Friday, November 5, 2010

The Perils of Pretty Pictures

As is too often the case, bad NLP starts with bad linguistics.

The journalist and data visualization advocate David McCandless gave a TED talk recently on The beauty of data visualization which included a reference to a chart about when people in relationships break-up based on scraping  “10,000 Facebook status updates for the phrases "breakup" and "broken up" (see here).

(image from The Daily Dish)

He did not go into detail about his actual scraping technique, so it’s not clear what he actually scraped for*, but let’s assume he literally only extracted occurrences of those two constructions.  What’s wrong with this? Well, it just seems unnatural for people to use those particular phrases to talk about breaking up. Under what conditions would someone use these constructions?
  • breakup =  a bare NP, single token
  • broken up = past participle, particle verb
I’m sure we can construct some examples, but they would be low probability, right?

My intuition is that the following are more likely ways of talking about a break up:
  • I broke up with my boyfriend last night.
  • I dumped that asshole last night.
McCandless seems distracted by the visualizations, as if they are the data. They are not. A visualization is only as good as the data underlying it, and I fear McCandless’ pretty charts are masking fundamentally vacuous data (like the nearly worthless Facebook data). But in the TED forum, a journalist like McCandless can sell a little snake oil and convince his audience that it’s perfume. I respect his point about relativizing data and I definitely think visualization is important, but it is not THE point of data.

This reminds me of the difference between the meaning of the term “model” in the social sciences and the hard sciences. In many cases, a social science model is little more than a visualization of concepts, masking a lack of data to support it; whereas a model in the hard sciences is almost always a computational algorithm that takes in data and spits out predictions.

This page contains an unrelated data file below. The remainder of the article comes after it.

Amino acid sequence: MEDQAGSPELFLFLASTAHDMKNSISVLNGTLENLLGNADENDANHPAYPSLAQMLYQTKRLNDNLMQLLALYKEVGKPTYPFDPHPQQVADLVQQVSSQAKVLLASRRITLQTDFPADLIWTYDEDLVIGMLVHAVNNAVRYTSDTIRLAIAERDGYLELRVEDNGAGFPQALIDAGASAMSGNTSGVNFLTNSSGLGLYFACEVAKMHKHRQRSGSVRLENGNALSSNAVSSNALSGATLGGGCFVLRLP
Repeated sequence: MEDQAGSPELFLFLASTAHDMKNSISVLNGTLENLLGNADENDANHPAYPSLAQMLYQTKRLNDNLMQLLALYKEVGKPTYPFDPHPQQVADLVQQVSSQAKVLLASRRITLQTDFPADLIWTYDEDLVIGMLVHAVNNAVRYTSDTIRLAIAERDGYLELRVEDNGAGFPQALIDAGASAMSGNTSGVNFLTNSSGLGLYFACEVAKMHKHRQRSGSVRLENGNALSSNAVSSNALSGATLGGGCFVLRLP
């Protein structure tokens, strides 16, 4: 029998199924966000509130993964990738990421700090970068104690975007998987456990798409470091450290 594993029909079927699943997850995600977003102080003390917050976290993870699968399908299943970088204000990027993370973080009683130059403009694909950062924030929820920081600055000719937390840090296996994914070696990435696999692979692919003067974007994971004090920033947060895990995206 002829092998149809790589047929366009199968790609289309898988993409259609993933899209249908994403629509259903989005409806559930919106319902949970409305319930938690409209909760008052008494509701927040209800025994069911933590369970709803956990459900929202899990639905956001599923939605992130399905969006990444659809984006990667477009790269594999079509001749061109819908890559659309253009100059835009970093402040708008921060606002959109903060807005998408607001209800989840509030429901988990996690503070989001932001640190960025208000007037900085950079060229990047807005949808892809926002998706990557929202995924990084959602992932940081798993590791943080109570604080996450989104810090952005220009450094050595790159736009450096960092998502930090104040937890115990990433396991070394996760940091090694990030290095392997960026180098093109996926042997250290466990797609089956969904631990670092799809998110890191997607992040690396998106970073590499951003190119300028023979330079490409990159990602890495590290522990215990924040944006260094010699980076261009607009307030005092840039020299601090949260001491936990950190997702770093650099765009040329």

*On the image of the chart, it says the searches were for "we broke up because", but McCandless says in the talk that he scraped for the phrases breakup and broken up.

7 comments:

Oliver Mason said...

Even assuming all inflected forms for _break up_ had been collected, what about phrases such as "we finally broke up for Easter"? Given that many FB users are school kids or students, they'd be pretty likely to talk about holidays.

Now what would be more accurate (but harder to collect) are changes in the users relationship status. Changing from "in a relationship" to "single" is probably much more reliable. But you would need to monitor a large number of people for that. Unless there's a hidden API call that send out notifications if that bit changes...

Chris said...

yeah, deciding exactly what to collect is critical. I also wondered how they "collected" 10,000 status comments. How do they get access to that data?

Jason M. Adams said...

I didn't watch the TED talk or anything, but I did see the graphic earlier this week. I assumed he was actually scraping the message facebook gives when someone breaks up: "Sally Sosorry is no longer in a relationship." Or whatever..

Jason M. Adams said...

.. and to finish my thought, I was trying to say that would seem to be much more accurate. But I guess it's not reliably scrapeable? (scrapable?)

Chris said...

@Jason, are those messages generated automatically when someone changes their relationship status?

Soren said...

Your point's well taken, but the analysis probably isn't as flawed as you make it out to be. Even though there are other events to which the words "break up" or "broken up" could refer, it's probably a safe assumption that the distribution of these terms is homogeneous with time; ie, the background noise of the term "break up" unrelated to relationships is pretty constant. On the other hand, it's a good assumption that relationship termination is heterogeneous with time. Thus, even though the individual numbers aren't terribly accurate, the illustration of heterogeneity is accurate. And that's the main point of data visualization. Nobody looks at a figure to get the exact numbers. The figure just illustrates the overall trend.

Chris said...

Soren, I take you point, but at this point, I would need to know exactly how he extracted the data to make a judgment of its quality. Also, he only scraped 10,000 examples, that's a small sample in NLP terms.

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